Why Stories Should Never Begin At The Beginning
I was in a car accident.
Relax — I wasn’t really. I mean, I’ve had car accidents in my life. None recently. None dramatic.
But, let’s just pretend:
I was in a car accident.
Let’s pretend I’m telling you that, right now. This is me telling you the story. We’re sitting across from each other at a cafe or strip club or on a bench watching squirrels humping. And I say, “I was in a car accident.”
And you say — after that look on your face falls away — “What happened?”
Right here, mark this. Put your thumb on it. Circle it with a fucking pen.
What I don’t say is:
“Well, I got my keys off their hook and then I went into the garage, I got into the car, I sat down, pulled my seatbelt across my lap, inserted the key into the ignition and then turned the key clockwise — or is it counterclockwise? — and the engine revved. Then I reversed out into my driveway and–”
The reason I don’t say that stuff is two-fold.
One: it’s not critical information. In fact, that’s an understatement: none of that information — outside the seatbelt, maybe — is the least bit goddamn relevant. Just isn’t. It’s worthless fol-de-rol. Chaff, not wheat.
Two: it’s boring as shit. This, an even more critical sin. My “getting in the car ritual” — since it doesn’t include like, a human sacrifice or killing terrorists or having dirty sex in the backseat — is duller than a cement floor.
What I do say is:
“I was driving down I-90, and I’m fiddling with the radio knobs and soon as I look up — here comes a garbage truck bounding over the median like a drunken bison, and holy fuck it’s coming right for me.”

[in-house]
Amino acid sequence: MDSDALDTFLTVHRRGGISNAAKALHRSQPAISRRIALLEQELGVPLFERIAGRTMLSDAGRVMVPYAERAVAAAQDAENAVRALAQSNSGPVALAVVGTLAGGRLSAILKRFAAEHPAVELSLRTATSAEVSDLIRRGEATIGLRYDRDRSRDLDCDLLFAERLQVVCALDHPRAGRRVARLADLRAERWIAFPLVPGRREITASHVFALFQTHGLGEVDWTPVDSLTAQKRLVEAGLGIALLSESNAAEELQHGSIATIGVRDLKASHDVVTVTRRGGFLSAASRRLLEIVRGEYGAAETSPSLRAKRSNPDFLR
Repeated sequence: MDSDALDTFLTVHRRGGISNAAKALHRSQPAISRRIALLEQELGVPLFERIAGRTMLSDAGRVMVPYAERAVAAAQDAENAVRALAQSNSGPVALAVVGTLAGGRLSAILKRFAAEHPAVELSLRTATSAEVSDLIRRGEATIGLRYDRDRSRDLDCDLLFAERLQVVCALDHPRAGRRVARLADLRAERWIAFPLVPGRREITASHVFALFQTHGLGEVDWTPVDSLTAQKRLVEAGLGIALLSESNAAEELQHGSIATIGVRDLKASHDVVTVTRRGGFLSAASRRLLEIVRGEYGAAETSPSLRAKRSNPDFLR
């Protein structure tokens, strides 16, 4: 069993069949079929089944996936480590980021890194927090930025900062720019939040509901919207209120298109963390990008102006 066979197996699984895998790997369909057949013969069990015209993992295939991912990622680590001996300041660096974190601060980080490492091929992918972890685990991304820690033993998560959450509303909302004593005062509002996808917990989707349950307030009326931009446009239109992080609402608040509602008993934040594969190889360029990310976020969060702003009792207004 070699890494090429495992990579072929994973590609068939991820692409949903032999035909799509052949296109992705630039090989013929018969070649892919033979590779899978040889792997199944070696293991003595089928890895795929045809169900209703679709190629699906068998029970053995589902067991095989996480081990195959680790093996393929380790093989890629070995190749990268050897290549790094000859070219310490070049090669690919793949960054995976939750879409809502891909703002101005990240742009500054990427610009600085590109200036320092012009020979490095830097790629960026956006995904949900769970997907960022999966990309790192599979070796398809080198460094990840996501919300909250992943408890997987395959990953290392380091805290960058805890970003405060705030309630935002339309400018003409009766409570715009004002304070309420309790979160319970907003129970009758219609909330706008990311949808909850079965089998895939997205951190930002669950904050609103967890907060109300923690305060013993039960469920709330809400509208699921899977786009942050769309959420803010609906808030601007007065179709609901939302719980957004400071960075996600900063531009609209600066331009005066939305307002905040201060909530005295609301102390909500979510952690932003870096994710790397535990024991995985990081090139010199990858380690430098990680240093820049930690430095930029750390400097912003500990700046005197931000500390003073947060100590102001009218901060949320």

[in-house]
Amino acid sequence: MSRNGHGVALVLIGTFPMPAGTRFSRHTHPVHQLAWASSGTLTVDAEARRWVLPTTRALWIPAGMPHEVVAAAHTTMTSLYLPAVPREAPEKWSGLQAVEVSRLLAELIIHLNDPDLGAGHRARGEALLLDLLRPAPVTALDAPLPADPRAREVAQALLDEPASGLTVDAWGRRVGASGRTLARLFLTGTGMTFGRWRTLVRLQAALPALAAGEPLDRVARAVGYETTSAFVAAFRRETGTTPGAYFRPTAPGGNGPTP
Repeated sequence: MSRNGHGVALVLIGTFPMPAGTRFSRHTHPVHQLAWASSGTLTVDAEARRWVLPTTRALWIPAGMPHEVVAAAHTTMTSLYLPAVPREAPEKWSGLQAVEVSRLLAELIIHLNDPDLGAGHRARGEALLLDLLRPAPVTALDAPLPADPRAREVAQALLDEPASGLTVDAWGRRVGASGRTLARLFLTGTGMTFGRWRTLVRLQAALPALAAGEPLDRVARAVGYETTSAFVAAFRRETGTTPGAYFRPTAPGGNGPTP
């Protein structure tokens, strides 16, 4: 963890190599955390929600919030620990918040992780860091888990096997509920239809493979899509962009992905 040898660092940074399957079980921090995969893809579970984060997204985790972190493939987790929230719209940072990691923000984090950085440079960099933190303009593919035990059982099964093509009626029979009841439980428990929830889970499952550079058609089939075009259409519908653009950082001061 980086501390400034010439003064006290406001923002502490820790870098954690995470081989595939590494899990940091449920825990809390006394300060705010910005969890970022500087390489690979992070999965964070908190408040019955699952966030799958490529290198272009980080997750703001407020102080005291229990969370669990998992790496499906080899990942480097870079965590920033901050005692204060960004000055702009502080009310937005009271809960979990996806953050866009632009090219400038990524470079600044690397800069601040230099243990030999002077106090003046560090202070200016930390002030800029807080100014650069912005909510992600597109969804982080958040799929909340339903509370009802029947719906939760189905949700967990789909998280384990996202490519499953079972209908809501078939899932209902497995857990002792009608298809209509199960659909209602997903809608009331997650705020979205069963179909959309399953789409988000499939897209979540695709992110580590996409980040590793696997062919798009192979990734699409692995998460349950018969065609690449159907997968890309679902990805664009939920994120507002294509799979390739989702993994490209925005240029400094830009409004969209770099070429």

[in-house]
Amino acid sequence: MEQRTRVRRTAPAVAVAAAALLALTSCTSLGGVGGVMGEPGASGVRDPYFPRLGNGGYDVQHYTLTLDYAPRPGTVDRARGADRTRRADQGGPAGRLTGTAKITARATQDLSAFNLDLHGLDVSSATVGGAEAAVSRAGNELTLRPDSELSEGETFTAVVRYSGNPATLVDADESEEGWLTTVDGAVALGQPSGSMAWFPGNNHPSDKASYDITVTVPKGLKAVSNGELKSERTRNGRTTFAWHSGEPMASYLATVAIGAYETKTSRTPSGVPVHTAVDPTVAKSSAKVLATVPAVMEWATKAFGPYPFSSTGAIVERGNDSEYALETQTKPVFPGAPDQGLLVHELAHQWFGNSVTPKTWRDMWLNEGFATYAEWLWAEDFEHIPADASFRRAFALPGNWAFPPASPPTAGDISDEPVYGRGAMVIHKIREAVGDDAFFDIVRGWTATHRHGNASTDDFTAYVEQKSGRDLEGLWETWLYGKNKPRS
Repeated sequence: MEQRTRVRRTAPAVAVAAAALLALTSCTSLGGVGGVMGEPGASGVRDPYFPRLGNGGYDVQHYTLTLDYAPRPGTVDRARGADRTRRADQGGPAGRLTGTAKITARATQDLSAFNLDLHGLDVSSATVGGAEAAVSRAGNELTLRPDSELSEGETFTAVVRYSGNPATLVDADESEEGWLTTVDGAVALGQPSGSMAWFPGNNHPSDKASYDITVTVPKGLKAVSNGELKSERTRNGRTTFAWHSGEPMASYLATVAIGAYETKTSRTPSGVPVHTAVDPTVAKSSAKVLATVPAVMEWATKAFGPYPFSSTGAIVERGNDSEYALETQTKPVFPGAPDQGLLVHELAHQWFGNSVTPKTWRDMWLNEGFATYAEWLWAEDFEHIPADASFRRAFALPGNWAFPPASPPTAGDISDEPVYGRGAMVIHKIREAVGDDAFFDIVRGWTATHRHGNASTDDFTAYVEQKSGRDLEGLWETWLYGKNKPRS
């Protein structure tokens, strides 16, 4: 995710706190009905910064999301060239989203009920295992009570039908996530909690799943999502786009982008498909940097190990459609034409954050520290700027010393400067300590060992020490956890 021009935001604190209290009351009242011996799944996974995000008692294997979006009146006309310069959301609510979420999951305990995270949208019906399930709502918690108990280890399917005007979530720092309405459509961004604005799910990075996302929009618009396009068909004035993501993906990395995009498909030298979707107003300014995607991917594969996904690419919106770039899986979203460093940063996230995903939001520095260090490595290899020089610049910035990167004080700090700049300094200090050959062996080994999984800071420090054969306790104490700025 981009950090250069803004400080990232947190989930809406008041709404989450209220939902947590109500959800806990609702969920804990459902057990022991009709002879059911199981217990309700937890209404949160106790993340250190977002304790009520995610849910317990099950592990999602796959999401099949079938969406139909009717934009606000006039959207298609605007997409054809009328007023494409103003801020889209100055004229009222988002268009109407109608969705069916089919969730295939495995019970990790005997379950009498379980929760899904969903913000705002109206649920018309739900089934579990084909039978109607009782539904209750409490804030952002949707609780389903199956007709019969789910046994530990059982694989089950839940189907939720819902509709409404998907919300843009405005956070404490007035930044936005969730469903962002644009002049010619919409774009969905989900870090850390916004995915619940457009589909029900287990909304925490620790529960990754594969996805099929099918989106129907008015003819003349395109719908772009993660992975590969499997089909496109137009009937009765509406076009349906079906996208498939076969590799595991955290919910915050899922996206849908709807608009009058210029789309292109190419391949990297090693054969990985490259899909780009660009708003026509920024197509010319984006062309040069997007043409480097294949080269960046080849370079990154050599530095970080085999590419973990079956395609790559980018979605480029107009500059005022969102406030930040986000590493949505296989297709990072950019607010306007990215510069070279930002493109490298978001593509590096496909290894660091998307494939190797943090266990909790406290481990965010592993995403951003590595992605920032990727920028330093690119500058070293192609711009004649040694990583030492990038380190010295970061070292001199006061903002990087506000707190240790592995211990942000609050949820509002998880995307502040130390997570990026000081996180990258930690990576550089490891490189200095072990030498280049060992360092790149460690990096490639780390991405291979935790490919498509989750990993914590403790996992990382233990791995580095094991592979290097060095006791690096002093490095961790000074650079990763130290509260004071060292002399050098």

Then, from there, I tell the rest of the story. I careened off a guardrail, I flipped the car, I fell through another dimension where my vehicle was stomped to a steel pancake by a Nazi brontosaur, whatever.
The point is that I got to the fucking point.
Look to the way we tell stories in person for critical tale-telling lessons we can use on the page. On the page we seem to have no audience: it’s us looking down the one-way street of a ghost town. But when you tell a story to a live human being, you can behold their body language, can see their eyes shifting and maybe looking for an exit, you can hear the questions they ask to prove their engagement and confirm their curiosity — you have a whole series of potential reflections that tell you whether or not your story (and more important, its telling) is effective. Powerful feedback, right there.
Act like someone is there when you’re writing.
Listening to your words as you type them.
Have you hooked them? Or are they looking for someone else to talk to? Some other story to read?
Have you skipped the bullshit beginning and gotten to the mother-loving point?
By the way, that’s why origin stories are the dullest stories. The Spider-Man Becomes Spider-Man storyline is probably the most boring of all — and made worse because the films keep reiterating the same snooze-a-palooza over and over again. A hero’s origin story is important, but not so important we need it blown into a whole story. It can be a scene. Hell, most of the time it can be a single sentence. “A criminal killed Bruce Wayne’s parents when he was but a boy, and so now he hunts criminals as Batman.” As storytellers we like to imagine that each piece of the puzzle is super-critical because we thought of it — but the reality is, not all story needs to live on the page. Sometimes it lives behind the page. I don’t need to see the electronics behind the screen to be impressed by the image on my television. In fact, it’s more impressive when I don’t know.
Leave the magic intact.
Skip the boring beginning.
Forget the peel. Get to the banana.
Enter the story as late as you can.
That is all.